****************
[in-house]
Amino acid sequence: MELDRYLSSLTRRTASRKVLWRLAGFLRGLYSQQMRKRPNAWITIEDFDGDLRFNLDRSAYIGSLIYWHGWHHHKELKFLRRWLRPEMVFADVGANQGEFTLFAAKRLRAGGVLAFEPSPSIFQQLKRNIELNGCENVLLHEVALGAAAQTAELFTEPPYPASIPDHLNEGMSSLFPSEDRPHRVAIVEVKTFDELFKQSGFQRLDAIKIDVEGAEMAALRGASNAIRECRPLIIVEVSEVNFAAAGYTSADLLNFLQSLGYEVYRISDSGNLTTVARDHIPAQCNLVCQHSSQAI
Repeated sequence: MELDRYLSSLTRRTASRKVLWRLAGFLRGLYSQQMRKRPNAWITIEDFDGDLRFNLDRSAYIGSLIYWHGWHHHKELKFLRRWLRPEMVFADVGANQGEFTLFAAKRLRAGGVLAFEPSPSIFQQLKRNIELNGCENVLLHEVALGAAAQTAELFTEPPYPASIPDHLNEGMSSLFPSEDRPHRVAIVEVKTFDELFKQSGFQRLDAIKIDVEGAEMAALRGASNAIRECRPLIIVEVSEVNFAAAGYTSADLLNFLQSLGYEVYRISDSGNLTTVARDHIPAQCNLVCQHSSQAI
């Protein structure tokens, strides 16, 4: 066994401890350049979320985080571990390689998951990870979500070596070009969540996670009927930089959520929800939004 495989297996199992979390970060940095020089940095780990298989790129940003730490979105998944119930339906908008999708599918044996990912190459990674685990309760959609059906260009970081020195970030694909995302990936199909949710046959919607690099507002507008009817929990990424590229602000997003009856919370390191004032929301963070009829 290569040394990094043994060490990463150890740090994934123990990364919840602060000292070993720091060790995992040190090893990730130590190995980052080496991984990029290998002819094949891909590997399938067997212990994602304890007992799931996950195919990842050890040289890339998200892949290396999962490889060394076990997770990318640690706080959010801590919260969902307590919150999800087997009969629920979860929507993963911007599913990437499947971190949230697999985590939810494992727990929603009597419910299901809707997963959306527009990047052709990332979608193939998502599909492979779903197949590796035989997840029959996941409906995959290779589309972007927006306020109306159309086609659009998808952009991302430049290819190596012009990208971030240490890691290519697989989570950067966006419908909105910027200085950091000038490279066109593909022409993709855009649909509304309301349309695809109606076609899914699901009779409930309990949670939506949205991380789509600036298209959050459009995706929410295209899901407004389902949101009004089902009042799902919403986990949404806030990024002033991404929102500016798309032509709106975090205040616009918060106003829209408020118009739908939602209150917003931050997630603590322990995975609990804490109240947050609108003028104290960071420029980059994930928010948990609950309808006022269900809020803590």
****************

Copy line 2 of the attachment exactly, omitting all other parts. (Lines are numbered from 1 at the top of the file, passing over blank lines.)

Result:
Amino acid sequence: MELDRYLSSLTRRTASRKVLWRLAGFLRGLYSQQMRKRPNAWITIEDFDGDLRFNLDRSAYIGSLIYWHGWHHHKELKFLRRWLRPEMVFADVGANQGEFTLFAAKRLRAGGVLAFEPSPSIFQQLKRNIELNGCENVLLHEVALGAAAQTAELFTEPPYPASIPDHLNEGMSSLFPSEDRPHRVAIVEVKTFDELFKQSGFQRLDAIKIDVEGAEMAALRGASNAIRECRPLIIVEVSEVNFAAAGYTSADLLNFLQSLGYEVYRISDSGNLTTVARDHIPAQCNLVCQHSSQAI